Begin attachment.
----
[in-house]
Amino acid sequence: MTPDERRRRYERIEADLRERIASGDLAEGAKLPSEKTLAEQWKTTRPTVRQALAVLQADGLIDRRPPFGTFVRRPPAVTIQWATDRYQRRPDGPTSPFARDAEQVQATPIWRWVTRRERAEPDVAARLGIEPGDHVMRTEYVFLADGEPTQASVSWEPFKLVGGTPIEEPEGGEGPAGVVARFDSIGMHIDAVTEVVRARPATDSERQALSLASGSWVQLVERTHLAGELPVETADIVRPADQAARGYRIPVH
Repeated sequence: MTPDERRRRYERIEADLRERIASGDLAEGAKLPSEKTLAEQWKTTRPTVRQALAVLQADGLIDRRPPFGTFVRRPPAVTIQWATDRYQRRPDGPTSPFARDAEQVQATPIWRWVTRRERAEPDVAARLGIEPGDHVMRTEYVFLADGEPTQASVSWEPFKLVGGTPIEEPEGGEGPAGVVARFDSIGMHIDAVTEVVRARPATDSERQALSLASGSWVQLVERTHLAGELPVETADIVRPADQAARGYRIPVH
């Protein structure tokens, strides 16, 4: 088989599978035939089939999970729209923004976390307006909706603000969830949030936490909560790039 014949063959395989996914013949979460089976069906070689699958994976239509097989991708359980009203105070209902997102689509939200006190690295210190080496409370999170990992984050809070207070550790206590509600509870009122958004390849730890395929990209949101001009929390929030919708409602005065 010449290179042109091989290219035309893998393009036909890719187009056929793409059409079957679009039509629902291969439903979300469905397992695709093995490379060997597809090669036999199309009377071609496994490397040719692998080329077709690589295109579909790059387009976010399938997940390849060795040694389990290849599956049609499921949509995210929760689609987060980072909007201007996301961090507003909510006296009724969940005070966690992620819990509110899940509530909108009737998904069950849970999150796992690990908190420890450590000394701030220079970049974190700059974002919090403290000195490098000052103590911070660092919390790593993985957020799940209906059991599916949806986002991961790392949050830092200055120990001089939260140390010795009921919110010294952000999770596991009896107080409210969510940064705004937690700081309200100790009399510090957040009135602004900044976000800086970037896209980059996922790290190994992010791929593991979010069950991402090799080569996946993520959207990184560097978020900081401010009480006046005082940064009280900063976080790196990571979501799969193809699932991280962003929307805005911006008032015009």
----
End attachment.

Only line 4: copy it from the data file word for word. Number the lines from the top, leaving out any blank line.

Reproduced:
């Protein structure tokens, strides 16, 4: 088989599978035939089939999970729209923004976390307006909706603000969830949030936490909560790039 014949063959395989996914013949979460089976069906070689699958994976239509097989991708359980009203105070209902997102689509939200006190690295210190080496409370999170990992984050809070207070550790206590509600509870009122958004390849730890395929990209949101001009929390929030919708409602005065 010449290179042109091989290219035309893998393009036909890719187009056929793409059409079957679009039509629902291969439903979300469905397992695709093995490379060997597809090669036999199309009377071609496994490397040719692998080329077709690589295109579909790059387009976010399938997940390849060795040694389990290849599956049609499921949509995210929760689609987060980072909007201007996301961090507003909510006296009724969940005070966690992620819990509110899940509530909108009737998904069950849970999150796992690990908190420890450590000394701030220079970049974190700059974002919090403290000195490098000052103590911070660092919390790593993985957020799940209906059991599916949806986002991961790392949050830092200055120990001089939260140390010795009921919110010294952000999770596991009896107080409210969510940064705004937690700081309200100790009399510090957040009135602004900044976000800086970037896209980059996922790290190994992010791929593991979010069950991402090799080569996946993520959207990184560097978020900081401010009480006046005082940064009280900063976080790196990571979501799969193809699932991280962003929307805005911006008032015009």